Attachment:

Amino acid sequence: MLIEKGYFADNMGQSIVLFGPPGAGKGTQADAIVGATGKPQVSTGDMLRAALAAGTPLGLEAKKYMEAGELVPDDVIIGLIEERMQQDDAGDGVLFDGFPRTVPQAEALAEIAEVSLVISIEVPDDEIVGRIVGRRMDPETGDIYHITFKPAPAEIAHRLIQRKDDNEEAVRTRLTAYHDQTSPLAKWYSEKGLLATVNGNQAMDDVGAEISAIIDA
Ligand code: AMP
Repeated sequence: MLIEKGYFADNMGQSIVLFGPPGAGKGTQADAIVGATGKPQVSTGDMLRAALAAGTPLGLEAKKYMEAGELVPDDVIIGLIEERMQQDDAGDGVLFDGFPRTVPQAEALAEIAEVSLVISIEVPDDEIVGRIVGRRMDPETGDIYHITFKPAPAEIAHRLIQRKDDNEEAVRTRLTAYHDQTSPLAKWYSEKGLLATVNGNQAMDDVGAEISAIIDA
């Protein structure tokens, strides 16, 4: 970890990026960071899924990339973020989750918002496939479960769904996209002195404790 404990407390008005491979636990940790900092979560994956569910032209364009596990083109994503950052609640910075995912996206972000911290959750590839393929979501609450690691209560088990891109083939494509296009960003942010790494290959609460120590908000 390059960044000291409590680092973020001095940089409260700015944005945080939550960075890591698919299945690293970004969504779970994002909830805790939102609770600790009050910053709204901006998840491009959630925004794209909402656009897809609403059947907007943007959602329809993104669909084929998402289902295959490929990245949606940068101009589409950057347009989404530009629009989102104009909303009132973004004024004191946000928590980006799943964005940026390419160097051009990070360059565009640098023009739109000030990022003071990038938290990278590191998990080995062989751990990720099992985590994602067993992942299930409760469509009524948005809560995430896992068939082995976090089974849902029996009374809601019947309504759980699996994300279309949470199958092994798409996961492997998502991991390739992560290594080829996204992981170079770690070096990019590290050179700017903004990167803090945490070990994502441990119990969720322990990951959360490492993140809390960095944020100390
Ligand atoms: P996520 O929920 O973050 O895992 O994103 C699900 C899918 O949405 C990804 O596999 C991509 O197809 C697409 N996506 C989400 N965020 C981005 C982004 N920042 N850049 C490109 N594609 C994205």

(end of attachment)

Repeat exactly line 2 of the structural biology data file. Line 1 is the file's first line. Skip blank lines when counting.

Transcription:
Ligand code: AMP